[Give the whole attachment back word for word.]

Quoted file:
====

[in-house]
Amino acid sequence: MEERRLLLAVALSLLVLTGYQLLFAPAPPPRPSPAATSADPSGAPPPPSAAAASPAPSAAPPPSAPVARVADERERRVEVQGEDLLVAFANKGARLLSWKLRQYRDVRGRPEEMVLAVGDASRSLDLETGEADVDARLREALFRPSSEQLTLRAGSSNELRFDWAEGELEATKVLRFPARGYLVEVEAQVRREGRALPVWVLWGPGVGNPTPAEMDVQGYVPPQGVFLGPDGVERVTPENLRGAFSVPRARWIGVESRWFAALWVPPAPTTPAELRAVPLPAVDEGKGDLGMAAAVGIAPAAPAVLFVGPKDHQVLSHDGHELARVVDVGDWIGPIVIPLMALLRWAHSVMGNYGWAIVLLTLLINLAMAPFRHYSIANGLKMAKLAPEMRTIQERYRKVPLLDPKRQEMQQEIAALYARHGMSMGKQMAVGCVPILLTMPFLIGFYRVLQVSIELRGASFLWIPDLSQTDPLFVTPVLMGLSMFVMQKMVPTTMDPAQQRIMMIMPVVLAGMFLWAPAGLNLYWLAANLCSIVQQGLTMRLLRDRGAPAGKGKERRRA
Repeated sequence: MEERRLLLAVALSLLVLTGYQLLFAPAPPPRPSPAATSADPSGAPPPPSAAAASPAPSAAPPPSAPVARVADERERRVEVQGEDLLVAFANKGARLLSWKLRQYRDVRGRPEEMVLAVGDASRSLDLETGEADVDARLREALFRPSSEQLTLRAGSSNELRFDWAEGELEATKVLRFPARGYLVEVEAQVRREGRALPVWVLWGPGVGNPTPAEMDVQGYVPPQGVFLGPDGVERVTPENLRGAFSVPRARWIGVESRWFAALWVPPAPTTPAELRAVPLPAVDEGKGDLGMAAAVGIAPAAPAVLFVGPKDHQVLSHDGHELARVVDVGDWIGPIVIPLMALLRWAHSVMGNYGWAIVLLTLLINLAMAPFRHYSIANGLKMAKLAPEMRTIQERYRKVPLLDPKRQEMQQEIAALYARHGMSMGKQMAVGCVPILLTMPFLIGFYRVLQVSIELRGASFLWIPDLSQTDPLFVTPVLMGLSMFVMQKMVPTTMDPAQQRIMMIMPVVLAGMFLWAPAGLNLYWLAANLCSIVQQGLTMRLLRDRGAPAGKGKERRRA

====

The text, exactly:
[in-house]
Amino acid sequence: MEERRLLLAVALSLLVLTGYQLLFAPAPPPRPSPAATSADPSGAPPPPSAAAASPAPSAAPPPSAPVARVADERERRVEVQGEDLLVAFANKGARLLSWKLRQYRDVRGRPEEMVLAVGDASRSLDLETGEADVDARLREALFRPSSEQLTLRAGSSNELRFDWAEGELEATKVLRFPARGYLVEVEAQVRREGRALPVWVLWGPGVGNPTPAEMDVQGYVPPQGVFLGPDGVERVTPENLRGAFSVPRARWIGVESRWFAALWVPPAPTTPAELRAVPLPAVDEGKGDLGMAAAVGIAPAAPAVLFVGPKDHQVLSHDGHELARVVDVGDWIGPIVIPLMALLRWAHSVMGNYGWAIVLLTLLINLAMAPFRHYSIANGLKMAKLAPEMRTIQERYRKVPLLDPKRQEMQQEIAALYARHGMSMGKQMAVGCVPILLTMPFLIGFYRVLQVSIELRGASFLWIPDLSQTDPLFVTPVLMGLSMFVMQKMVPTTMDPAQQRIMMIMPVVLAGMFLWAPAGLNLYWLAANLCSIVQQGLTMRLLRDRGAPAGKGKERRRA
Repeated sequence: MEERRLLLAVALSLLVLTGYQLLFAPAPPPRPSPAATSADPSGAPPPPSAAAASPAPSAAPPPSAPVARVADERERRVEVQGEDLLVAFANKGARLLSWKLRQYRDVRGRPEEMVLAVGDASRSLDLETGEADVDARLREALFRPSSEQLTLRAGSSNELRFDWAEGELEATKVLRFPARGYLVEVEAQVRREGRALPVWVLWGPGVGNPTPAEMDVQGYVPPQGVFLGPDGVERVTPENLRGAFSVPRARWIGVESRWFAALWVPPAPTTPAELRAVPLPAVDEGKGDLGMAAAVGIAPAAPAVLFVGPKDHQVLSHDGHELARVVDVGDWIGPIVIPLMALLRWAHSVMGNYGWAIVLLTLLINLAMAPFRHYSIANGLKMAKLAPEMRTIQERYRKVPLLDPKRQEMQQEIAALYARHGMSMGKQMAVGCVPILLTMPFLIGFYRVLQVSIELRGASFLWIPDLSQTDPLFVTPVLMGLSMFVMQKMVPTTMDPAQQRIMMIMPVVLAGMFLWAPAGLNLYWLAANLCSIVQQGLTMRLLRDRGAPAGKGKERRRA